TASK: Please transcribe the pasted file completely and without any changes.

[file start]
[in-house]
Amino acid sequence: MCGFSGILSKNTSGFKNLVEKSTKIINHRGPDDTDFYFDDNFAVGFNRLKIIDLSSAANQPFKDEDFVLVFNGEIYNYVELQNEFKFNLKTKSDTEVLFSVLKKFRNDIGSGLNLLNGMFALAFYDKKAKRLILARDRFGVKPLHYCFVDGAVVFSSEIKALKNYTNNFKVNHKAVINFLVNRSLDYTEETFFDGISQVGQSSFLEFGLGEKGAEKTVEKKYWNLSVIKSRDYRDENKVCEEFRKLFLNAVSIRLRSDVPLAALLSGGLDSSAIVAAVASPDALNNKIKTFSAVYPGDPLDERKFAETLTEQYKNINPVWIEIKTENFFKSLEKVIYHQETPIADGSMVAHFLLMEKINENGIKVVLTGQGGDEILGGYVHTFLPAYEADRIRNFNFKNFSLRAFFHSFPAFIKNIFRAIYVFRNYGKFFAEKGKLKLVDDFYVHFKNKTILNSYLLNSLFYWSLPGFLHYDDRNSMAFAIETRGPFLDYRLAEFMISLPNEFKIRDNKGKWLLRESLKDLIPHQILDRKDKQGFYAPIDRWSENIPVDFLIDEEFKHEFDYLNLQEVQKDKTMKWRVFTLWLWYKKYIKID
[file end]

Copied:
[in-house]
Amino acid sequence: MCGFSGILSKNTSGFKNLVEKSTKIINHRGPDDTDFYFDDNFAVGFNRLKIIDLSSAANQPFKDEDFVLVFNGEIYNYVELQNEFKFNLKTKSDTEVLFSVLKKFRNDIGSGLNLLNGMFALAFYDKKAKRLILARDRFGVKPLHYCFVDGAVVFSSEIKALKNYTNNFKVNHKAVINFLVNRSLDYTEETFFDGISQVGQSSFLEFGLGEKGAEKTVEKKYWNLSVIKSRDYRDENKVCEEFRKLFLNAVSIRLRSDVPLAALLSGGLDSSAIVAAVASPDALNNKIKTFSAVYPGDPLDERKFAETLTEQYKNINPVWIEIKTENFFKSLEKVIYHQETPIADGSMVAHFLLMEKINENGIKVVLTGQGGDEILGGYVHTFLPAYEADRIRNFNFKNFSLRAFFHSFPAFIKNIFRAIYVFRNYGKFFAEKGKLKLVDDFYVHFKNKTILNSYLLNSLFYWSLPGFLHYDDRNSMAFAIETRGPFLDYRLAEFMISLPNEFKIRDNKGKWLLRESLKDLIPHQILDRKDKQGFYAPIDRWSENIPVDFLIDEEFKHEFDYLNLQEVQKDKTMKWRVFTLWLWYKKYIKID